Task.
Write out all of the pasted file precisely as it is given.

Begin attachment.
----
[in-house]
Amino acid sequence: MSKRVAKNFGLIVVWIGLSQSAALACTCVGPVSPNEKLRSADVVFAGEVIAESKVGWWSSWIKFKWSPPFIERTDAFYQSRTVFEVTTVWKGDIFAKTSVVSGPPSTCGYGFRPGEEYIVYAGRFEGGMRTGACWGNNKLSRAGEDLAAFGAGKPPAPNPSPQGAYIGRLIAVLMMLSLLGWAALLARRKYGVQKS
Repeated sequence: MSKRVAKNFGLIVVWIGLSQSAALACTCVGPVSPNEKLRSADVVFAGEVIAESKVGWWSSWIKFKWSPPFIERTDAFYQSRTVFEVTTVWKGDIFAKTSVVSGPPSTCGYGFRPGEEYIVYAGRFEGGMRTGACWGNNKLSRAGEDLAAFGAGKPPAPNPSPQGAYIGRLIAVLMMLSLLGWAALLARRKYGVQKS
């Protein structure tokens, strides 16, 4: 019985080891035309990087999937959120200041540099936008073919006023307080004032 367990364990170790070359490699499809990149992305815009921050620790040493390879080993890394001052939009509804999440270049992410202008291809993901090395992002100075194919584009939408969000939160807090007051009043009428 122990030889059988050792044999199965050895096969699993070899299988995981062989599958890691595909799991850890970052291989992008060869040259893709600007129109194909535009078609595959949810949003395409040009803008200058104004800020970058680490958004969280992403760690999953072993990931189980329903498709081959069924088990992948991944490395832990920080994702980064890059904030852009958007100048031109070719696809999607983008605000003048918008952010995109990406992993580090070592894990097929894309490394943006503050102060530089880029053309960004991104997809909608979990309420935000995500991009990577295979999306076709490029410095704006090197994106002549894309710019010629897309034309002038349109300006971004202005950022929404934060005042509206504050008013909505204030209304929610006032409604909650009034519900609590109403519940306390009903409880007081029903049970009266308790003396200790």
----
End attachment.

[in-house]
Amino acid sequence: MSKRVAKNFGLIVVWIGLSQSAALACTCVGPVSPNEKLRSADVVFAGEVIAESKVGWWSSWIKFKWSPPFIERTDAFYQSRTVFEVTTVWKGDIFAKTSVVSGPPSTCGYGFRPGEEYIVYAGRFEGGMRTGACWGNNKLSRAGEDLAAFGAGKPPAPNPSPQGAYIGRLIAVLMMLSLLGWAALLARRKYGVQKS
Repeated sequence: MSKRVAKNFGLIVVWIGLSQSAALACTCVGPVSPNEKLRSADVVFAGEVIAESKVGWWSSWIKFKWSPPFIERTDAFYQSRTVFEVTTVWKGDIFAKTSVVSGPPSTCGYGFRPGEEYIVYAGRFEGGMRTGACWGNNKLSRAGEDLAAFGAGKPPAPNPSPQGAYIGRLIAVLMMLSLLGWAALLARRKYGVQKS
């Protein structure tokens, strides 16, 4: 019985080891035309990087999937959120200041540099936008073919006023307080004032 367990364990170790070359490699499809990149992305815009921050620790040493390879080993890394001052939009509804999440270049992410202008291809993901090395992002100075194919584009939408969000939160807090007051009043009428 122990030889059988050792044999199965050895096969699993070899299988995981062989599958890691595909799991850890970052291989992008060869040259893709600007129109194909535009078609595959949810949003395409040009803008200058104004800020970058680490958004969280992403760690999953072993990931189980329903498709081959069924088990992948991944490395832990920080994702980064890059904030852009958007100048031109070719696809999607983008605000003048918008952010995109990406992993580090070592894990097929894309490394943006503050102060530089880029053309960004991104997809909608979990309420935000995500991009990577295979999306076709490029410095704006090197994106002549894309710019010629897309034309002038349109300006971004202005950022929404934060005042509206504050008013909505204030209304929610006032409604909650009034519900609590109403519940306390009903409880007081029903049970009266308790003396200790």